The Swell 20's

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by HassaanAbbasi
Last updated 6 years ago

Discipline:
Social Studies
Subject:
American History
Grade:
10

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The Swell 20's

The Swell 20's

HASSAAN ABBASICHC2D1MS.NOVAK

The 1920's

Right after World War I, Canada entered a great recession. People were poor, and life was miserable. But in the 1920's, the economy miraculously picked up, and people started to rejoice. Canadian citizens now had money to blow, and what did they blow it on? On the new inventions of course! These new inventions included cars, home appliances, suits, dresses, and a whole lot of other dandy inventions. Also, there was now electricity in the houses, so appliances such as radios, telivisions, and other devices were quite popular in common households. Aside from the numerous luxuries that Canadians enjoyed, there was also many forms of entertainment that they enjoyed as well, like short movies, dancing, and music. The 1920's is considered one of the most happiest periods in Canadian history, and it is also considered the beginning of the new modern age.

These people are celebrating a birthday. The happiness in this picture displays how joyful the 1920's were.

"The Roaring Twenties"

The 1920's was popularly known as "The Roaring Twenties". This is because the economy and social life was "roaring" in the cities of the 1920's. Credit was created so people could easily afford things that were very expensive. Since people could buy items on credit, more families had cars, refrigerators, radios, and etc., which caused the economy to skyrocket. The stock market was a huge cause for many families wealth.

Seeing that the economy was booming, the fashion became more elegant and upper class.

The Invention of the Snowblower

Canadian inventor, Arthur Sicard invented the snowblower in 1925. In 1927, he sold the first snowblower to the town of Outremont, Montreal, Canada. This snowblower had a four wheel drive truck chassis and truck motor, a snow blower head with two adjustable chutes, and a motor to drive the snow blower head. This invention allowed the user to throw snow into the back of the truck, or more than 90 feet away from the truck. Without Arthur's amazing invention, we wouldnt be able to clear our roads of snow in the winter.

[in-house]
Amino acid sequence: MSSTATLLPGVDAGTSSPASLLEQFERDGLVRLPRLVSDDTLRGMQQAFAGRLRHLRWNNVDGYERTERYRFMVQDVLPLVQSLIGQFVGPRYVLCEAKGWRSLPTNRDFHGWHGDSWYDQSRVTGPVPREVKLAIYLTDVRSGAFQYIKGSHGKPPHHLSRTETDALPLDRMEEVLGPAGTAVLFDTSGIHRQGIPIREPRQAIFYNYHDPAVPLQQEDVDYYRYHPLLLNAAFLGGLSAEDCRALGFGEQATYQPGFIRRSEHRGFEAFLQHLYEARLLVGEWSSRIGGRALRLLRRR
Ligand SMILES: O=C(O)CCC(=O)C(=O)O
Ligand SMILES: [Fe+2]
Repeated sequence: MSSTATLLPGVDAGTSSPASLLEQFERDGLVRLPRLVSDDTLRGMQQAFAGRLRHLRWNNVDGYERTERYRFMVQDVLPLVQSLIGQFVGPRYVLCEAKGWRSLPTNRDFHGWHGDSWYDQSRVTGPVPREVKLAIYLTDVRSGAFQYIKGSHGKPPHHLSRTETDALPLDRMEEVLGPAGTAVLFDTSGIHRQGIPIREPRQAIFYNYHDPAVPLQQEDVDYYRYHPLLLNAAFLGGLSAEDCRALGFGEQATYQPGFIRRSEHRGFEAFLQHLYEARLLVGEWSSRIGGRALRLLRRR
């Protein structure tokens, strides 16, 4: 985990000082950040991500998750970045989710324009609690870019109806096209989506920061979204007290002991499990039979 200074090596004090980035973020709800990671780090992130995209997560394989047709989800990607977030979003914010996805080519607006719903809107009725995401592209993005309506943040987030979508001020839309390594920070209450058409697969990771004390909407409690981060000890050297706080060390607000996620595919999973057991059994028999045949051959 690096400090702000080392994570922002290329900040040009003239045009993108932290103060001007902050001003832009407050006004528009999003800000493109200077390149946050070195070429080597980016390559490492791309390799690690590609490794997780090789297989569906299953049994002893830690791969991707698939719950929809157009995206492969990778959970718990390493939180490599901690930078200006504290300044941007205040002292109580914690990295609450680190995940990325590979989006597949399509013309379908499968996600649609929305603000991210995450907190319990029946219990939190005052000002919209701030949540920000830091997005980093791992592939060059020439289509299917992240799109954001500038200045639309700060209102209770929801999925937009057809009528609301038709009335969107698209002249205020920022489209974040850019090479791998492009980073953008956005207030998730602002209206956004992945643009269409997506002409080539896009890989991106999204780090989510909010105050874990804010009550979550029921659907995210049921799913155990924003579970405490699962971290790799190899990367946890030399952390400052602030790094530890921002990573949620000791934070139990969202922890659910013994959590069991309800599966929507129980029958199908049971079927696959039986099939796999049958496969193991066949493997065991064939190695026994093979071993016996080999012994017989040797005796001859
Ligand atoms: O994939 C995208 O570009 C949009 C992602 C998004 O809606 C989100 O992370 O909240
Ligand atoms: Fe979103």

Sicard snowblower in 1927

Sicard snowblower removing snow in 2012, Quebec.

Music in the 1920's

Music was enjoyed by everyone in the 1920's. The lively and upbeat music was a perfect reflection of the 1920's, because the 1920's was a very happy time. The most popular music genres were jazz and classical music.

Jazz Music of the 1920's.

Films in the 1920's

People loved silent films in the 1920's. There were around 451 theatres in Canada. Talking films aired in 1927, and those were loves as well. Most films were short documentaries, and alot of the films were based off of U.S culture. The films represent the 1920's because they were mostly joyful, or heartwarming.

This is a video of New York in 1928. This would be something that Canadians would watch in the 1920's.

Sports in the 1920's

Sports were gaining popularity really fast in the 1920's. With athletes like Lionel Conacher, who wouldn't want to go watch sports events? Canada participated in the 1920 Olympics, and won 8 medals. People mostly enjoyed our national sport: hockey.

The Persons Case

In the 1920's, 5 brave women from Alberta fought a legal and political battle so that women can be recognized as women under the BNA act. The decision made by the British Privy Council was a great milestone for the rights and freedoms of Canadian women. The 5 women involved in the glorious victory were: Emily Murphy, Henrietta Muir Edwards, Nellie McClung, Louise McKinney, and Irene Parlby.

The "Famous Five". These 5 women won women in Canada the rights and priverlages that they deserved.


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